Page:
While it was undoubtedly an intense, captivating and heartbreaking final game for the United States Soccer team on Tuesday when it was eliminated from the 2014 World Cup at the hands of Belgium, it didn’t take me long to get over the loss. After all, the underdog U.S. team wasn’t supposed to make it even that far, right?
Make no mistake about it, I am no soccer expert, nor am I any sort of soccer junkie, but I must say the U.S.’s run in this World Cup grabbed my undivided attention. For the first time in my life, watching soccer became a priority. It’s been fun showing up at the local sports bar during regular office hours to watch a couple hours of soccer and, perhaps, imbibe in a few early Bloody Marys. I know there were others, at least from what I saw in Telluride and Montrose, who were having a pretty damn good time day drinking and cheering for the U.S. as well.
As sporting events go, Tuesday’s 2-1 loss was heartbreaking, yes, but it was also exciting as hell. Yes, the U.S. team was eliminated, but they didn’t go down without putting up a real fight in a game that could have been an embarrassment.
If not for the heroics of U.S. goalkeeper Tim Howard, the game could have been a real mess. In what will be remembered as a historic performance, Howard saved 16 shots against Belgium and set the record for the most saves in a World Cup finals match since 1966.
For the first half of the Belgium-U.S. game, the matchup seemed even. The U.S. seemed content with playing a defensive minded game, trying to keep the young Belgium team from having too many great looks at the goal. And when they did make a break and get a good shot on goal, Howard was there to bail them out in spectacular fashion.
But as the game went on, the Belgian offense began to press more and get more good shots on goal. How long could Howard and the U.S. defense keep it up? While the U.S. was very much in the 0-0 tied game going into the final minutes of the second half, it seemed like the Belgians had more of a sense of urgency to score while the U.S. seemed content at playing defense and allowing Howard to stand on his head.
As regular time expired with two halves of extra time on the way, I wondered if the U.S. defense could keep it up for another half-hour of play. Could they keep the score tied for just a little longer? Howard was playing out of his mind, almost single-handedly keeping the U.S. team in the game so far, why not see if the U.S. team could keep the score tied at zero and force penalty kicks to decide the outcome. Howard was the best U.S. player on the field that day, so why not let him work his magic during penalty kicks? The way he was playing, I’m sure the Belgians didn’t want to face him in penalty kicks as well.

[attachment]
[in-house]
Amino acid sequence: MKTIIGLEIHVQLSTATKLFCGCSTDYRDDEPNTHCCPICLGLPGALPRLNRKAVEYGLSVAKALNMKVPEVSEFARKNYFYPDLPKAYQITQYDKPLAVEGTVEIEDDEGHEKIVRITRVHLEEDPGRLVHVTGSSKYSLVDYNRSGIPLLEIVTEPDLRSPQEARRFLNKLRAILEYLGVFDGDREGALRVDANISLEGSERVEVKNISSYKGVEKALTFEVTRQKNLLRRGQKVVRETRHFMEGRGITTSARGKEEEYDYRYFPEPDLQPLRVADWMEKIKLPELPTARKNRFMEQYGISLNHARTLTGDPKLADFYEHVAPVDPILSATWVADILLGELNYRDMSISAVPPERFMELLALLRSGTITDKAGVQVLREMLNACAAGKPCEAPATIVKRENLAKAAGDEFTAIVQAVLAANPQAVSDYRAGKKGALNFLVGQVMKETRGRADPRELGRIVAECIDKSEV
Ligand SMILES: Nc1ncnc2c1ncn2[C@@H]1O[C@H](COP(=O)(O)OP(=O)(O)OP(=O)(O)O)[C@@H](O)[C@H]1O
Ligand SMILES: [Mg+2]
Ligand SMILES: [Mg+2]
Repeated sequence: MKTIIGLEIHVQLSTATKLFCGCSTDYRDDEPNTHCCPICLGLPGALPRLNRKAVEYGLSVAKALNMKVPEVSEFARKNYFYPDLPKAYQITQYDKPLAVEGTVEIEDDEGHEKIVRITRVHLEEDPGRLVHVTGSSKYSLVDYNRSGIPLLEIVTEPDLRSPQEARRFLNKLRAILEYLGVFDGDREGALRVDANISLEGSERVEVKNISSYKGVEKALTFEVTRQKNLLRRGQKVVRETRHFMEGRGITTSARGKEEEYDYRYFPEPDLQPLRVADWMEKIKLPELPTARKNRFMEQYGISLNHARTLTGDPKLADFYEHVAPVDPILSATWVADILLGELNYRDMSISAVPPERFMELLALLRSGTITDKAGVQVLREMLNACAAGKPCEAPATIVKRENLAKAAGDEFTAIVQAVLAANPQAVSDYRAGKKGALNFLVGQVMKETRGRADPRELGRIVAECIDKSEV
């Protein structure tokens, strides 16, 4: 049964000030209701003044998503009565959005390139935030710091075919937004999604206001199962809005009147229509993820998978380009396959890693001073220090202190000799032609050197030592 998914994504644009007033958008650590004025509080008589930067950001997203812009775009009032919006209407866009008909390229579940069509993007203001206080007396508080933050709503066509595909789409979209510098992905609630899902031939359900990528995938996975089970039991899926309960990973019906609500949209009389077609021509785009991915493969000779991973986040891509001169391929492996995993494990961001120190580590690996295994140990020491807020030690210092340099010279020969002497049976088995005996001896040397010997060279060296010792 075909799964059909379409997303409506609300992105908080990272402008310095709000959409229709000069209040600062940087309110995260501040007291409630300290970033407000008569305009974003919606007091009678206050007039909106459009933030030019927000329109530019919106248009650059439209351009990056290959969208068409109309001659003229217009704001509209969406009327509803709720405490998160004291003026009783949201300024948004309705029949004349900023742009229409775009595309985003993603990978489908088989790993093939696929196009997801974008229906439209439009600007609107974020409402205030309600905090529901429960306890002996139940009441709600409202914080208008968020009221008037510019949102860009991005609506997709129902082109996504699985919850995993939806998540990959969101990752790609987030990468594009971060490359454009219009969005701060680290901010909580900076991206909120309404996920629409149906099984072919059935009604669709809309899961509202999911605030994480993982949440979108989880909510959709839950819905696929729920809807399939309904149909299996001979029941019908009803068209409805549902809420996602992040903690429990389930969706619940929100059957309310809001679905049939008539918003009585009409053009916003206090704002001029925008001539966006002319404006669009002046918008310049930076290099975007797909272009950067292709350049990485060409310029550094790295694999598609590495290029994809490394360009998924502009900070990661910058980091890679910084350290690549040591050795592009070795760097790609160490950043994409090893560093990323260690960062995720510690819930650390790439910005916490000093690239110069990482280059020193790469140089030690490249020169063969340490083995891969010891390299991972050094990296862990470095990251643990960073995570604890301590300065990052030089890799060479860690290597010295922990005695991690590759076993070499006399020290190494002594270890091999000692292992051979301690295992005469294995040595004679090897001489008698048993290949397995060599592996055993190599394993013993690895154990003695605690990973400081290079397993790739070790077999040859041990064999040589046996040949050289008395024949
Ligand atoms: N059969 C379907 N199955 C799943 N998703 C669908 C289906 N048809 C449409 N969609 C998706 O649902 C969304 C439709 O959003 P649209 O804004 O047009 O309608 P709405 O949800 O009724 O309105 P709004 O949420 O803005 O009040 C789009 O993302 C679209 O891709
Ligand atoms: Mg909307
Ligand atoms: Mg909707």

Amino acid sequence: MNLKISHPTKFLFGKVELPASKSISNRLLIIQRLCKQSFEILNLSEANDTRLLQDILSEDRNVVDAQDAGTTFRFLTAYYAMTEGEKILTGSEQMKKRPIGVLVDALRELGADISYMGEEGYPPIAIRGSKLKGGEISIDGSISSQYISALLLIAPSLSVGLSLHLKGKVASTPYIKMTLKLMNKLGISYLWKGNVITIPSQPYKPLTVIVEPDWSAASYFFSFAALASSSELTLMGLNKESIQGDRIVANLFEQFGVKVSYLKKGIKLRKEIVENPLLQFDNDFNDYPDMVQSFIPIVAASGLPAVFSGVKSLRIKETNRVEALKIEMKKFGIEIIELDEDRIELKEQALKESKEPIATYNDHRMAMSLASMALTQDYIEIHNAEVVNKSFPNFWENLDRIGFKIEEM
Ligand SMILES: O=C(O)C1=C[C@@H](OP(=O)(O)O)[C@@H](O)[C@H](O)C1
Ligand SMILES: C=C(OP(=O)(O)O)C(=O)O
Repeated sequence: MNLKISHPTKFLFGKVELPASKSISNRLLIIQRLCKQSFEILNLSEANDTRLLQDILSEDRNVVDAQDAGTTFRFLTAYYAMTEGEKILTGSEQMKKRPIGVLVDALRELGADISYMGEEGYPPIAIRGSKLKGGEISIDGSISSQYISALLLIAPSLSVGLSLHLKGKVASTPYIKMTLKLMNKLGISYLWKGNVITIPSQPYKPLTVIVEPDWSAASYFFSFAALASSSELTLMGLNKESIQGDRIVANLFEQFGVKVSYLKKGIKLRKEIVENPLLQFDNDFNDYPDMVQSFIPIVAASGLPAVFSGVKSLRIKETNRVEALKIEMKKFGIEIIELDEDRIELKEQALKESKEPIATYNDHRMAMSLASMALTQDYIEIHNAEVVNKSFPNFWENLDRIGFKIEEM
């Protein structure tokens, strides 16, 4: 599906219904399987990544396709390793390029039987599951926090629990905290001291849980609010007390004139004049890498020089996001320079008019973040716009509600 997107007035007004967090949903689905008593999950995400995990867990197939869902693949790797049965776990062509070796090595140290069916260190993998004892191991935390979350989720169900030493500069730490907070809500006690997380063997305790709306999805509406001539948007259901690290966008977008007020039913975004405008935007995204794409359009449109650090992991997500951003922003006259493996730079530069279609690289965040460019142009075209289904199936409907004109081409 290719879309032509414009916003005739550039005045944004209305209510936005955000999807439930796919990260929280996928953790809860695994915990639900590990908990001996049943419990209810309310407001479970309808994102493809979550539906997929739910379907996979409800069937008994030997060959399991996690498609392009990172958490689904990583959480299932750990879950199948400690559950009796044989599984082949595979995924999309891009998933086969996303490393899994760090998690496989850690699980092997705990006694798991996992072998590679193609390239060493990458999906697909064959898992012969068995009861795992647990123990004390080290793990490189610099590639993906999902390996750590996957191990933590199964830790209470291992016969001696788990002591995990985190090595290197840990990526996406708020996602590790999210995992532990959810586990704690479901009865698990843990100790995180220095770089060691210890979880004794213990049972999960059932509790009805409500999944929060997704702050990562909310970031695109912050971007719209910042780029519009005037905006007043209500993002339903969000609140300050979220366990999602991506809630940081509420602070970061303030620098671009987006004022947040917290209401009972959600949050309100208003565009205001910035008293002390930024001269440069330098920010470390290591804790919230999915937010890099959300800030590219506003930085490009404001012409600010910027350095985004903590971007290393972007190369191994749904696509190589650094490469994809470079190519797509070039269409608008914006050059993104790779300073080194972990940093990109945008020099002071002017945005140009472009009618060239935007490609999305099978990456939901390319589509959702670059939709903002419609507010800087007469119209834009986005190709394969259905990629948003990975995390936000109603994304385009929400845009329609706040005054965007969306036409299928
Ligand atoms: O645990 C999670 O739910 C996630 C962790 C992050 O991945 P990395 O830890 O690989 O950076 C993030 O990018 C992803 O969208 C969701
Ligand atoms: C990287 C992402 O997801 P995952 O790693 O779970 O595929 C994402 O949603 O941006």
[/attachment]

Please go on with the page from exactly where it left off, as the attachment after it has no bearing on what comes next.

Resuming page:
The Belgians didn’t waste any more time in the early moments of extra time, with Kevin de Bruyne putting one past Howard, just inside his left post. For the icing on Belgium’s cake, Romelu Lukaku scored a second goal against the U.S. in the final minute of the first extra time period.
With only 15 minutes of extra time left, down 2-0, it seemed the U.S. fight in this game, and the World Cup, was over.
And then, a different U.S. team took the field.
Just three minutes into the final extra time period, 19-year-old Julian Green blasted a pass into the back of the goal that instantaneously gave the U.S. team a new sense of fight and urgency to score a tying goal. Now the two teams’ roles reversed. Belgium was now flat-footed and constantly on defense, while the U.S. team worked every angle to achieve any sort of goal. Their best chance came with six minutes left, when a set free kick play put Clint Dempsey free with the ball in front of the goal with only one man to beat. The Belgium goalkeeper was somehow able to stop his shot and keep the U.S. from tying the game.
The intensity of the game was unbearable. It almost seemed certain that the U.S. would score, forcing penalty kicks. But it was not to be. With Howard’s heroic effort all game long, combined with the late offensive surge, the U.S. lost the game in a respectable fashion. You could see the Belgian coach breathing a sigh of relief when that final whistle was blown.
“For my heart, please don’t give me too many games like this,” Belgium coach Marc Wilmots told ESPN.com after the match.
If there is a takeaway from Tuesday’s loss it is this: The U.S. needs to change itsframe of mind going into future World Cups. Instead of the constant belief that they are the underdogs of the tournament (which they generally are), they need to go into the tournament with an attitude that they can score and that they can win. The U.S. needed to be aggressive against Belgium during the entire match. The U.S. was aggressive in the final 15 minutes of the game and it was very, very effective. Had they gone in with that same frame of mind, the game would have ended 2-0 with the U.S on top.
I think the U.S. needs to move from a timid, defensive mindset to an aggressive, offensive mindset in the future. That’s how the great teams at that level seem to play and win.
The U.S. is slowly but surely becoming a soccer nation. The TV ratings for Tuesday’s game were out of this world. As fan support grows and as the U.S. teams continue to get better players, the U.S. will find itself at the elite level of teams in coming World Cups. Their performance in this World Cup was a step forward.
It’s time the U.S. team takes another step forward, and remove the underdog stigma from its program. The U.S. is good; they just need to play like they believe it.